Many suburbs’ restrictive zoning has created an artificial shortage of the kinds of multifamily development sites needed to fix the housing crisis.

The Biden Administration has proposed spending a stunning $213 billion to tackle our nation’s growing affordable housing crisis. 

Like Biden’s other big domestic policy proposals, it is positively Rooseveltian in ambition and scope. 

In my book, our new president gets credit for proposing the most comprehensive fix to our nation’s troubled housing market since at least the Great Society, if not the New Deal. 

Here’s the rub, though: We can’t spend our way out of our nation’s affordable housing crisis. 

While money is a crucial ingredient, we also need to change the rules of the development game, which artificially limit where new housing can be built, regardless of whether we are talking about affordable apartments or middle-class homes. 

For at the root of the problem is not just a lack of cash with which to build, but available sites, and not just in our major cities, but in the suburbs as well.  

Failure of the Imagination 

With a few exceptions, we are not talking about a land shortage here, even in densely populated Eastern Massachusetts. 

At just under 90 square miles, Boston is one of the smallest major cities in terms of land mass.  Yet it has been the main engine of new housing production for years now, putting to shame the suburbs, which control almost all the land inside the Interstate 495 beltway. 

The suburbs of Greater Boston have been laggards, fighting proposals for new market-rate and affordable apartments tooth and nail. 

It’s not a land shortage, but a failure of the imagination. 

There are plenty of redevelopment opportunities in suburbs and small towns across the state, empty offices and struggling shopping plazas that would make great places for multifamily housing. 

Yet zoning laws – and NIMBY opposition to new housing – make even what should be slam dunks like these into uphill battles. 

Look no further than the campaign waged back by Cabot Cabot & Forbes a few years to convert part of an office park along Route 128 in Newton into a mixeduse development with hundreds of apartments. 

The artificial limits local communities have placed on what can get built, where has created a manmade shortage of development sites. That, in turn, has driven up the cost of land acquisition, typically one of the biggest budget items on any project.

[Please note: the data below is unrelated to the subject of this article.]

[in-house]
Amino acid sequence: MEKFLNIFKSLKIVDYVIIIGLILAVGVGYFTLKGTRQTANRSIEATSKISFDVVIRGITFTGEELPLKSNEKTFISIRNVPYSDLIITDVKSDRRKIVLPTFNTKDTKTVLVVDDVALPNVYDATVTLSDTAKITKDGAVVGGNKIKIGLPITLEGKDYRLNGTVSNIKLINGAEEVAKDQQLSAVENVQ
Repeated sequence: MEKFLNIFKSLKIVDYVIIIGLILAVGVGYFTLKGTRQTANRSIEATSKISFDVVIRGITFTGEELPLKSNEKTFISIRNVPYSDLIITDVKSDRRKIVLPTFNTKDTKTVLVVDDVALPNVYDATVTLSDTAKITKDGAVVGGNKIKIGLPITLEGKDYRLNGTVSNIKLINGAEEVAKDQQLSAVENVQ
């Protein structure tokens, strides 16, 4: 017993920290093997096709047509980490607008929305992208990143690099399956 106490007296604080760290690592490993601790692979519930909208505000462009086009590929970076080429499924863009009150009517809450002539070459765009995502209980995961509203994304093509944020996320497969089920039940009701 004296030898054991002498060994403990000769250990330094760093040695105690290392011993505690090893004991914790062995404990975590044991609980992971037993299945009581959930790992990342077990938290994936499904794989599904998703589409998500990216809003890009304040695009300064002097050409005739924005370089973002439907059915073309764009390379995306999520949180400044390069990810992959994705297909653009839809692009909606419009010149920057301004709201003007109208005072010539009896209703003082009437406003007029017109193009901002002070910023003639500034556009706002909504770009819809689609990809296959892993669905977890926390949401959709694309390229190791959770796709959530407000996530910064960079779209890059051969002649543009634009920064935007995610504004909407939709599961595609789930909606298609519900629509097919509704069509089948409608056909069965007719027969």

Nor is the Boston area unique, with the contrast between more housingfriendly cities pitted against suburbs that have zoned out all but large and super expensive single-family homes replicated in metro areas across the country. 

All Carrot, NStick 

To its credit, the Biden Administration wants to tie that $213 billion to zoning reforms at the local level in a bid to spur the construction or rehabilitation of half a million homes in working- and middle-class neighborhoods. 

Under Biden’s plan, state and local governments would compete for a share of the housing money by making changes to zoning and other rules to limit new construction. 

But the plan contains a fatal flaw, relying on the equivalent of sweet talk, with no stick, to encourage suburbs and towns to change their ways and end decades of discrimination and often fierce opposition to more modestly priced homes, apartments and condominiums. 

Massachusetts has tried a similar approach with its 40R program aimed at promoting development near commuter rail and subway stations with modest financial incentives for local communities.  

While it has produced some badly needed housing, it has been nowhere near the scale and volume needed to put a real dent in demand – and ultimately rents and prices. 

Another similar state program, aimed at spurring the construction of starter homes, has failed to yield a single project. 

Stronger Medicine Needed 

The barriers suburbs across the country have erected against new housing go back decades now, and often intertwined with efforts to keep out racial minorities. 

Stronger medicine is needed, such as threatening to withhold federal transportation dollars from communities that won’t play ball, as some housing advocates have suggested. 

Sure, there may be some temporary relief for nonprofit affordable housing developers, who suddenly find themselves with more capital to compete for potential housing sites with private-sector competitors. 

Scott Van Voorhis

But in the end, all that extra cash sloshing around will fuel bidding wars for an artificially limited number of urban sites. 

That will result in costlier projects and far fewer units than had been hoped for, while raising the cost of development across the board. 

Unless the Biden Administration couples that $213 billion with a much a much stronger attempt to break down local housing barriers, the result will be the squandering of a once-in-a-generation opportunity. 

And that would be truly tragic. 

Scott Van Voorhis is Banker & Tradesman’s columnist; opinions expressed are his own. He may be reached at   

Biden Needs to Put the Screws to the Suburbs

by Scott Van Voorhis time to read: 3 min